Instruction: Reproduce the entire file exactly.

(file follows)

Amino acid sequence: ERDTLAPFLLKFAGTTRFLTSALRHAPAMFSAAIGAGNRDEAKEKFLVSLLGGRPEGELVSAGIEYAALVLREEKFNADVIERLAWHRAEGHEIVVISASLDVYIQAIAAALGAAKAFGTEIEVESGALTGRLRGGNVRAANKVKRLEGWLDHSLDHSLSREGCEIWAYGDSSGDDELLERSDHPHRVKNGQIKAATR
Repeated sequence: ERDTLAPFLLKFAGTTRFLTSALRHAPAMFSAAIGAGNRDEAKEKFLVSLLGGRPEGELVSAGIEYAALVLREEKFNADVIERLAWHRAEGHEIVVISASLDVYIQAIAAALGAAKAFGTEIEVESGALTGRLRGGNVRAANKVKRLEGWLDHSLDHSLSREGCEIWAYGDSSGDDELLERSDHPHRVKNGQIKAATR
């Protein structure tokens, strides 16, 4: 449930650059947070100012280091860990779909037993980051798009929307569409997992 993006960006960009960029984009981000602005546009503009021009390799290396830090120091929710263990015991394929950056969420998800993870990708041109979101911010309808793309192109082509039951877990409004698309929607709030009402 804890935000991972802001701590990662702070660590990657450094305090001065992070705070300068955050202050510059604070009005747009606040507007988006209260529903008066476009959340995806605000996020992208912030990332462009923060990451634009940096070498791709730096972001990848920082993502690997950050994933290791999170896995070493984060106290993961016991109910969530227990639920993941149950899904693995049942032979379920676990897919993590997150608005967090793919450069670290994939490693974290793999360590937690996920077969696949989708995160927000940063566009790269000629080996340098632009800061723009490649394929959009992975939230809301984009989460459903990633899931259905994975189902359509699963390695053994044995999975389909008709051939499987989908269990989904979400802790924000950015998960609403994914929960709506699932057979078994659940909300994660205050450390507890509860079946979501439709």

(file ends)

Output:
Amino acid sequence: ERDTLAPFLLKFAGTTRFLTSALRHAPAMFSAAIGAGNRDEAKEKFLVSLLGGRPEGELVSAGIEYAALVLREEKFNADVIERLAWHRAEGHEIVVISASLDVYIQAIAAALGAAKAFGTEIEVESGALTGRLRGGNVRAANKVKRLEGWLDHSLDHSLSREGCEIWAYGDSSGDDELLERSDHPHRVKNGQIKAATR
Repeated sequence: ERDTLAPFLLKFAGTTRFLTSALRHAPAMFSAAIGAGNRDEAKEKFLVSLLGGRPEGELVSAGIEYAALVLREEKFNADVIERLAWHRAEGHEIVVISASLDVYIQAIAAALGAAKAFGTEIEVESGALTGRLRGGNVRAANKVKRLEGWLDHSLDHSLSREGCEIWAYGDSSGDDELLERSDHPHRVKNGQIKAATR
């Protein structure tokens, strides 16, 4: 449930650059947070100012280091860990779909037993980051798009929307569409997992 993006960006960009960029984009981000602005546009503009021009390799290396830090120091929710263990015991394929950056969420998800993870990708041109979101911010309808793309192109082509039951877990409004698309929607709030009402 804890935000991972802001701590990662702070660590990657450094305090001065992070705070300068955050202050510059604070009005747009606040507007988006209260529903008066476009959340995806605000996020992208912030990332462009923060990451634009940096070498791709730096972001990848920082993502690997950050994933290791999170896995070493984060106290993961016991109910969530227990639920993941149950899904693995049942032979379920676990897919993590997150608005967090793919450069670290994939490693974290793999360590937690996920077969696949989708995160927000940063566009790269000629080996340098632009800061723009490649394929959009992975939230809301984009989460459903990633899931259905994975189902359509699963390695053994044995999975389909008709051939499987989908269990989904979400802790924000950015998960609403994914929960709506699932057979078994659940909300994660205050450390507890509860079946979501439709």